We Asked: You compared the costumes to being ‘like your children'; do you cringe a little inside when they’re wearing these amazing designs and the actors are falling down a hill or they’re tripping over things, and the costumes are getting destroyed?
Colleen Atwood: You know, I like the costumes to look like they’re worn, so it doesn’t bother me. I cringe on a different level like, if I don’t have enough of them to be destroyed but I don’t cringe on a artistic level at all.
Especially with a movie like this because of the rehearsal period, I kind of knew what the costumes were going to have to do so I made them to kind of accommodate that.
We Asked: Has there ever been a costume that you were stumped on?
Colleen Atwood: You know, a lot of times for me, when I work on a movie, all the costumes aren’t done the first day of shooting. You’re still continuing making as you’re shooting. So, to me, the costume that kind of stumps me the most is when I know it’s going to be the last costume.
It’s a weird thing; it’s like psychological. You don’t want to let go of that costume or something – it’s like the baby of the family.
Traditionally with me the hardest costume, to kind of say, ‘Oh is it the right thing?’ Like I get more anxiety about that than the first one, you know, it’s, it’s funny.
We Asked: Whose costume would you say evolved the most from your first thoughts to the finished product and why?
Colleen Atwood: Well I’d say Emily’s because she was pregnant. It changed the most of any costume. It had a lot of panels. I was just saying… when I got her, she was just barely pregnant.
And all of a sudden, she got into that fifth month kind of thing. She came to work after a weekend and it was like she’d grown I swear.
She’d grown like two or three inches, I’m like ‘What happened over the weekend?’ And so I was continually kind of modifying her costume because, you know, her bust was bigger and her belly was bigger – even though she was incredibly small for how pregnant she was.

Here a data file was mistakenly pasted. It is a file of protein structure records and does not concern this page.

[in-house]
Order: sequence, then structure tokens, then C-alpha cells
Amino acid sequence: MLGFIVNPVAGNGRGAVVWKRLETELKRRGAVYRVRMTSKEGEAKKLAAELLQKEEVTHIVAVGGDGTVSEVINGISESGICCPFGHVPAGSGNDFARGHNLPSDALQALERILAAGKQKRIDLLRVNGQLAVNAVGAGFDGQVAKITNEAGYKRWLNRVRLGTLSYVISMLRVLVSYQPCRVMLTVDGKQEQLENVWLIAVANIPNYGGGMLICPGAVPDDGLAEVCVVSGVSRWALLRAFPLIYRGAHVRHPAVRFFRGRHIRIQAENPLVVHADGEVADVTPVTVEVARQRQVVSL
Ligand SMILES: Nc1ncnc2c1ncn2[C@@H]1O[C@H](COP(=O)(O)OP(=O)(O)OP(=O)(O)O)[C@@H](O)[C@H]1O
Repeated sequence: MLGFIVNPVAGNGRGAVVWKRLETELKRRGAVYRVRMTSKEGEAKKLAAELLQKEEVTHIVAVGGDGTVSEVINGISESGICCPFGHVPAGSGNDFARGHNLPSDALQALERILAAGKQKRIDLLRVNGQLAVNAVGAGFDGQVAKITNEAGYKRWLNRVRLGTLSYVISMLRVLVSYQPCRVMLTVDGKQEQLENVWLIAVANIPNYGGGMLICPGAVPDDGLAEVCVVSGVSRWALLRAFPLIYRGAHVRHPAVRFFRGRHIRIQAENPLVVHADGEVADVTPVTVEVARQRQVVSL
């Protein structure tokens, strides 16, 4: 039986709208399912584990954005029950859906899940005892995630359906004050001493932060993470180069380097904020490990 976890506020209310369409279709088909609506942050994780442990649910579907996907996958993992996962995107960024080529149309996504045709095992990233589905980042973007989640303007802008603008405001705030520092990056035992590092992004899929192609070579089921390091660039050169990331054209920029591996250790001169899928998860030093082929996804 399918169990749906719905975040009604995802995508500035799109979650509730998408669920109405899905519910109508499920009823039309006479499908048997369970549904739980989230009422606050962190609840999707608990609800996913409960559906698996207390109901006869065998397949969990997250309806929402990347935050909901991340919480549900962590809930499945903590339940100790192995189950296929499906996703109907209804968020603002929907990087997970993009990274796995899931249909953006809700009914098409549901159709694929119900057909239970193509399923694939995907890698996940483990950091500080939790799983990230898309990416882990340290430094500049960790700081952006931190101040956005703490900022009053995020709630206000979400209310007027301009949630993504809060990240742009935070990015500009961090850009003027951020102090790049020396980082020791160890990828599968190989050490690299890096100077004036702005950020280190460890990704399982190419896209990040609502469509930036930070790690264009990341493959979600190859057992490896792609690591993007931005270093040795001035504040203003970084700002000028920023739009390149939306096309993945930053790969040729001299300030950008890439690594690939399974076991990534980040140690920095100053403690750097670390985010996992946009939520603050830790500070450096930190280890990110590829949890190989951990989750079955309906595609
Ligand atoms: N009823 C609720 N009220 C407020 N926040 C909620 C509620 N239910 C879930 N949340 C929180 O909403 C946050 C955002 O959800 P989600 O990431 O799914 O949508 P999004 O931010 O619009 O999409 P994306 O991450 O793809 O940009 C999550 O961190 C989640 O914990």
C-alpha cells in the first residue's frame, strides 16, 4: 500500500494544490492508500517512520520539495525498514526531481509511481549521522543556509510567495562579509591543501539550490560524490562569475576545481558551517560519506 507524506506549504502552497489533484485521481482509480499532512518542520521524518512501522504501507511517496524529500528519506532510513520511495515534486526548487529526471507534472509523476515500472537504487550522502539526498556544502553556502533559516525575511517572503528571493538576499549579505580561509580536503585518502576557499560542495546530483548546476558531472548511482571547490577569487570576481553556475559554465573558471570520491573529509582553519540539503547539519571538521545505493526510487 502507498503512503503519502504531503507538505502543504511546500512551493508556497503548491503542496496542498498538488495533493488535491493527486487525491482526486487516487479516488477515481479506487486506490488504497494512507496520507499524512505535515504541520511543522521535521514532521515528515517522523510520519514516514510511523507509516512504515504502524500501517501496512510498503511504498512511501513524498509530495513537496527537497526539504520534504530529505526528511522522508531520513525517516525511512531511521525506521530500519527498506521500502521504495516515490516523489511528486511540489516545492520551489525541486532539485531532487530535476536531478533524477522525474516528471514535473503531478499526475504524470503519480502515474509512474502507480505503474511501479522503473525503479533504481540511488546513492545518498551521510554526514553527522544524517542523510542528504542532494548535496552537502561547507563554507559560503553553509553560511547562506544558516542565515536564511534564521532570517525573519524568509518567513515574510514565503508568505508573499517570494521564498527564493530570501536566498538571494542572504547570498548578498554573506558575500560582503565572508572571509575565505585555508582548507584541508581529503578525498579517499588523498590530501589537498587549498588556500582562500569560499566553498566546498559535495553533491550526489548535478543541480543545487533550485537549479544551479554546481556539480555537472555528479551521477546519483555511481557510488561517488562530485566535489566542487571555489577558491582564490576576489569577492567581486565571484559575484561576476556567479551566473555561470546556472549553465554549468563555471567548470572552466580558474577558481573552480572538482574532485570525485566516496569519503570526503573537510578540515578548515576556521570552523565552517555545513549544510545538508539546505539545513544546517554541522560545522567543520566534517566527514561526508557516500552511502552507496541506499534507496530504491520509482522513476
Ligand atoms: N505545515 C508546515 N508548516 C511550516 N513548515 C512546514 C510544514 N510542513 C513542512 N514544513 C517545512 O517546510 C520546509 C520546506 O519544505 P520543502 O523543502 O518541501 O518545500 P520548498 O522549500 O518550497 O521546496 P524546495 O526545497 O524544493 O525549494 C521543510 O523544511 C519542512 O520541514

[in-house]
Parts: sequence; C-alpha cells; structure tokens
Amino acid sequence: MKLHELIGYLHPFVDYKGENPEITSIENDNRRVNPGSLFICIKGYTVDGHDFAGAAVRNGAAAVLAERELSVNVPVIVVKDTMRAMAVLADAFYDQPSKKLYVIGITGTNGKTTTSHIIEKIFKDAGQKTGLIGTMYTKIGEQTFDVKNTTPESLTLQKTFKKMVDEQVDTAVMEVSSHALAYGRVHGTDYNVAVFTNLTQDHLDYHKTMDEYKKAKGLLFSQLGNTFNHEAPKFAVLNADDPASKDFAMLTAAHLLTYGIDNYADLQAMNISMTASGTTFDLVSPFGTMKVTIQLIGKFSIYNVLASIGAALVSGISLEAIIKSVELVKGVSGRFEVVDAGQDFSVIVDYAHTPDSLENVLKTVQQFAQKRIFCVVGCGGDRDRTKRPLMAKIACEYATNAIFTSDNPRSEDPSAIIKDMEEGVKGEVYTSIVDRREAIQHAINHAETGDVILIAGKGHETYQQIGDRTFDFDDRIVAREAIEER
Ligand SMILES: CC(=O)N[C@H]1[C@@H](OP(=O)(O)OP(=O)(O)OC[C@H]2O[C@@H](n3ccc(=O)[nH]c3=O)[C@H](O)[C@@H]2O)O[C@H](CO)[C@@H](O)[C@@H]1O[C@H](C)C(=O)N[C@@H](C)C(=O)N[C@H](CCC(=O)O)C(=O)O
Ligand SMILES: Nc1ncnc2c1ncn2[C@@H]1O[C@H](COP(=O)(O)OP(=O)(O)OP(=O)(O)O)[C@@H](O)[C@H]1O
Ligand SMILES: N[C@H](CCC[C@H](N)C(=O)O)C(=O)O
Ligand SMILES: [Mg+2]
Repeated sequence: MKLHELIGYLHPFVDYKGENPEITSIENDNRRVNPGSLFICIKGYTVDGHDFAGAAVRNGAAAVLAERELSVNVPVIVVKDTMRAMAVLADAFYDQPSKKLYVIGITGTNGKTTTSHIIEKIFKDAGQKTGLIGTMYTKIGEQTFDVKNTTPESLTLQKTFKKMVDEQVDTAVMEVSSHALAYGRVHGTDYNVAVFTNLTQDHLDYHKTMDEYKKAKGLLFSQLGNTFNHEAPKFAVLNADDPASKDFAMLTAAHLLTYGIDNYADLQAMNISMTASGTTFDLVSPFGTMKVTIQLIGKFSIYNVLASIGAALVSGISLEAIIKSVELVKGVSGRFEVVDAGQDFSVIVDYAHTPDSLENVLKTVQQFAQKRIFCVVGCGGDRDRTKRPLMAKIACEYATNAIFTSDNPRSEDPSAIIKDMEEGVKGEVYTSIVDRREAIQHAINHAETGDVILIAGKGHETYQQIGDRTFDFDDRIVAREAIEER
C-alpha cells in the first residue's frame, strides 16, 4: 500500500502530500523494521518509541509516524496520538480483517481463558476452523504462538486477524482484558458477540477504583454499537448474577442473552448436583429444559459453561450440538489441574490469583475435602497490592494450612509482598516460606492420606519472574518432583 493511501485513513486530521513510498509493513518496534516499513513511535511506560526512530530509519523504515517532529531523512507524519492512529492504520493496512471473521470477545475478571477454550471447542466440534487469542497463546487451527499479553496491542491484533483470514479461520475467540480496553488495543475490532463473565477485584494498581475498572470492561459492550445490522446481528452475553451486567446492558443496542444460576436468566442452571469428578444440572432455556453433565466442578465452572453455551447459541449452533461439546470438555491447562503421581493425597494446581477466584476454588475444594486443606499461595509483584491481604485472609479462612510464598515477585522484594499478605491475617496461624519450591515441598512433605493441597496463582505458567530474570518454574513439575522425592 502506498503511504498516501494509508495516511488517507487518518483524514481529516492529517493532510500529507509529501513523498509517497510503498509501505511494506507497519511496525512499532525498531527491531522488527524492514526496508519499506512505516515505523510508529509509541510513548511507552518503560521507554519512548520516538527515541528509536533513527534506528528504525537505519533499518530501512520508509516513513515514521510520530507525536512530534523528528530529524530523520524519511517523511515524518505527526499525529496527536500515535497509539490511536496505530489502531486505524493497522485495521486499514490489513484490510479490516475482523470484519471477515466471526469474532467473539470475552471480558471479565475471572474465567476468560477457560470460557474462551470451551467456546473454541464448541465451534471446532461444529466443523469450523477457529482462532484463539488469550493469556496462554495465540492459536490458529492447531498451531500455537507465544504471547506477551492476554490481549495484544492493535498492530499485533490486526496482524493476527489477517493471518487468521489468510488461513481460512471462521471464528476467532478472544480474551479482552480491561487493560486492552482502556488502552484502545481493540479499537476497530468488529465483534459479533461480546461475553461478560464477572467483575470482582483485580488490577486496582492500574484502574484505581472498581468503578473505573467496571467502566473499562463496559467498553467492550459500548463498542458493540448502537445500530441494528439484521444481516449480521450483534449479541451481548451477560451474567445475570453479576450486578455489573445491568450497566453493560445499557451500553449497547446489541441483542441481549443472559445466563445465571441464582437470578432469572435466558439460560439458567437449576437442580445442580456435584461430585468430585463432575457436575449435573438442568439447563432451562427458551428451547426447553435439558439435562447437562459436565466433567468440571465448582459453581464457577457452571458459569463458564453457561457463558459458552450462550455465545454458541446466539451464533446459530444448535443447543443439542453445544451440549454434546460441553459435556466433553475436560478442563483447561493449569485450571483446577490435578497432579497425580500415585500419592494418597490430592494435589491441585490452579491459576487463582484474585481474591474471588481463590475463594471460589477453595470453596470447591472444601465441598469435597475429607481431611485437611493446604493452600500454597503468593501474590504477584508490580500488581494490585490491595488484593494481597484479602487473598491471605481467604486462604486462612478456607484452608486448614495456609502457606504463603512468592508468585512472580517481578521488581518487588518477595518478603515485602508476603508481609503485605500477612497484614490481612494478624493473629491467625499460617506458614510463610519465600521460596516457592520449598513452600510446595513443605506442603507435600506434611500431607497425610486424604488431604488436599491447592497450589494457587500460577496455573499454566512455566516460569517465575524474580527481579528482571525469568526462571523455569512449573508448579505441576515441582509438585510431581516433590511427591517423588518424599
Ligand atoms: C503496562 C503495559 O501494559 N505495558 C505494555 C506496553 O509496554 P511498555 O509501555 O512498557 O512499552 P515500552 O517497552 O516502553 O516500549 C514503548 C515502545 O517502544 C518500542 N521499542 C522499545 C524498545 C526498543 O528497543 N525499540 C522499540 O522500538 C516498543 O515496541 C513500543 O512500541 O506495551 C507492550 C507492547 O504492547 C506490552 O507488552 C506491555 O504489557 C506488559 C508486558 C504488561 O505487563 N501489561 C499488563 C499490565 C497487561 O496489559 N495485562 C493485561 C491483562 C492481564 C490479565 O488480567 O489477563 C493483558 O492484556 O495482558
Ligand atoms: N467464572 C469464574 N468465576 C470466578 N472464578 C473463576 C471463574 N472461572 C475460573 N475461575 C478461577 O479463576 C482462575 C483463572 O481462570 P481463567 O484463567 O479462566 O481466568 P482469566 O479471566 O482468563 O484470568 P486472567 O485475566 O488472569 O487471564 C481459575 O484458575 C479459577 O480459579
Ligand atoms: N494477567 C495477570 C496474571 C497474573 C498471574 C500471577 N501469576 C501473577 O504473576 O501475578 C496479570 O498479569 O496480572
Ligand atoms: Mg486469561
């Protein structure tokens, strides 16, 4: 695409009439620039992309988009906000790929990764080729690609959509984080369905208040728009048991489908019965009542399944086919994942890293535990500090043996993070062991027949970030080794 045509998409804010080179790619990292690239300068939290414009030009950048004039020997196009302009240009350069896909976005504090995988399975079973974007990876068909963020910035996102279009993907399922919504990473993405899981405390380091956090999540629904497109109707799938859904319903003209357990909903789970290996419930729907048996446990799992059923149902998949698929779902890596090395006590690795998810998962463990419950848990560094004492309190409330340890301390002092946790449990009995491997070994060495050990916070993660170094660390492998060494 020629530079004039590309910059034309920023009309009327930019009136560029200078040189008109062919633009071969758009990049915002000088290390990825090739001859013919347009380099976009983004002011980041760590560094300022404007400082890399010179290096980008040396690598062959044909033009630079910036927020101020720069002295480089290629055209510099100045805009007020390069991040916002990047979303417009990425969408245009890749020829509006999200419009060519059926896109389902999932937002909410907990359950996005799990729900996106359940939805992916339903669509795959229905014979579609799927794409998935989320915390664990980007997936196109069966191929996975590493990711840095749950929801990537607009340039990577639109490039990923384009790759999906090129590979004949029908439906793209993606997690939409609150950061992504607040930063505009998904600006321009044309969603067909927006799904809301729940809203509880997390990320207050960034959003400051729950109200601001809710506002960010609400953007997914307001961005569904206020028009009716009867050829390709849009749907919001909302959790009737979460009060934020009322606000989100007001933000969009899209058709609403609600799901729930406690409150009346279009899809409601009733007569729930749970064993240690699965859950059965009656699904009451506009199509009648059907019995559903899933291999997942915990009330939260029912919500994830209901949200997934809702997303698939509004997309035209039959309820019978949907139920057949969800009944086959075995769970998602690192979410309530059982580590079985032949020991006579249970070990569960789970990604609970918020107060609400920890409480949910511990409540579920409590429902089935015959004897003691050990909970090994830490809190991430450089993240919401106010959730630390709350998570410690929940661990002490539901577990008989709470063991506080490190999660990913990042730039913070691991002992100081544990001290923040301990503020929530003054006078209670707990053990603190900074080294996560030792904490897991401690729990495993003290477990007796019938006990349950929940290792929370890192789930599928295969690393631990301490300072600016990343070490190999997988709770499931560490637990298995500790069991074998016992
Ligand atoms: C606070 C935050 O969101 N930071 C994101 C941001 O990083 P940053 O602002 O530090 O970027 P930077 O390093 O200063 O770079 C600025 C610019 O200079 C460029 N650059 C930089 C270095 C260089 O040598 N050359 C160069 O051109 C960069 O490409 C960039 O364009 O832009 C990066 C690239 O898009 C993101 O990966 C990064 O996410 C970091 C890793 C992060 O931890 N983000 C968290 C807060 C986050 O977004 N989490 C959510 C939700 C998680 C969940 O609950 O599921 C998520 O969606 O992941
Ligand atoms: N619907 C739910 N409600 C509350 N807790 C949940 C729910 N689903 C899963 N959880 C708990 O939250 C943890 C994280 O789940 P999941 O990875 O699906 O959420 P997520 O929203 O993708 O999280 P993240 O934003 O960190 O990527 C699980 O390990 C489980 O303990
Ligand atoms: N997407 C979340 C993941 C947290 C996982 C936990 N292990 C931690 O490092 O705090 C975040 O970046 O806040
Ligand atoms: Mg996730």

So I was continually making the body and the apron bigger. Thank goodness she was in an apron from the start!
And the little jacket, I kept raising the kind of where it buttoned and kind of painting it in darker and darker on the side, so you kind of use a lot of tricks of, of, uh, the trade. But, but that costume I was continually changing and touching the whole time.
We Asked: I read that Meryl went to school for costume design, so did she have any input or involvement in her costumes?
Colleen Atwood: There’s not an aspect of character development that Meryl isn’t involved in. She is the Meryl Streep. But, in fact, she understands costumes really well, which doesn’t mean she designs them on any level, but she feels them.
And any request she made to her costumes were all sort of related to movement in the costume and what it had to do for her.
She embraced all the textiles and stuff in a way that somebody that really knew what it took to make it appreciated it, so it was a really gratifying collaboration to not only work with someone of her kind of amazing talent, but somebody that kind of just loved going in the room and seeing what everybody was doing.
And, you know, she was really great with the stitches; like, she actually acknowledged they existed, which is really nice for the people that make the costumes. A lot of times, I try to like get the actors to kind of walk through when it’s done, just to give them that gratification.